The combat isn’t perfect, but it’s pretty easy to grasp. There’s a system that alerts you to when an enemy has noticed you or is suspicious of the sound you’re making. Resources are slim pickings, so sometimes stealth is the only option. Fortunately, the controls make it fairly easy to duck under cover and you can upgrade how sneaky you are or your stamina bar so you can get out of tricky situations. As in the first game, you collect vials of green gel from downed enemies. You can use these to give yourself a larger stamina bar so you can run for longer or to improve your stealth so that you move quieter. Of course, you can also upgrade your combat abilities (less kickback from shooting, for instance) and to give yourself more health.
Occasionally, The Evil Within 2 railroads you into a fight. This feels cheap since, in other situations, you can usually choose your play style. However, when you do take on enemies, blasting them away with a shotgun is satisfying and smashing their heads open with an ax is hilariously gruesome.
The boss battles feature some gnarly designs and they’re fair. There’s a lot of help from the environment, as the Big Bads were thoughtful enough to scatter ammo and traps around to lend you a hand.
There are some genuinely cool-looking set pieces in the first third of the game as well as toward the end. The first villain you butt heads with is Stefano Valentini, a maniacal artist who’s got a discount Hannibal Lecter thing going on. Though Mads Mikkelsen he ain’t, Tango soaked his levels in surreal imagery, classical music, and upper-crust psychosis. David Lynch’s Twin Peaks clearly influenced The Evil Within 2 with black and white floors and blood-red drapery all over the place.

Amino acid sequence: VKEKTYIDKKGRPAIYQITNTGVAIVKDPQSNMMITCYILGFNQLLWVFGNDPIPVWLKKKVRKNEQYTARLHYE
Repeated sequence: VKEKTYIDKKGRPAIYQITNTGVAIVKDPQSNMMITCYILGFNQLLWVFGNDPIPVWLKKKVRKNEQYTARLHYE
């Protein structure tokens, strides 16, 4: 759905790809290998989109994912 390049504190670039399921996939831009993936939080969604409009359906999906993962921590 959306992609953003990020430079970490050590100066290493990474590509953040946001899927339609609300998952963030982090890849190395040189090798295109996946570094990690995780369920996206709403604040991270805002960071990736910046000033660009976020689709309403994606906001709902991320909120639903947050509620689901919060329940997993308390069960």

The requisite sewer level is also pretty neat because you have to don a gas mask, which lends an extra sense of claustrophobia. You also can’t use your firearms because of a gas leak, so stealth is your friend as you avoid enemies, whose screeches, groans, and giggles echo toward you from within grimy tunnels. It builds atmosphere effectively, though I’m not sure why a virtual town would need a sewer system.
What you won’t like
Aside from the aforementioned levels, everything else was pretty standard. Union’s kind of boring. I mean, cool, parts of it are breaking off and floating in the sky, but you kind of get used to that after the first few minutes. You’ll also spend some time in the Marrow, which is basically Mobius’ headquarters beneath the town. It just looks like a bunker slash parking garage, really, with some spooky medical equipment.
The second villain in the game is Theodore, and he’s got a sort of Inquisition thing going on with a lot of fire and brimstone, medieval torture implements, and manacles on stone walls. There’s flames everywhere and rivers of blood.
All in all, the levels don’t really change gameplay that much, and they’re not very visually interesting. Add in some backtracking around Union, and it can get a bit tedious. The final villain of the game, which I won’t go into for spoiler reasons, has some cool looks, but it takes a while to get there.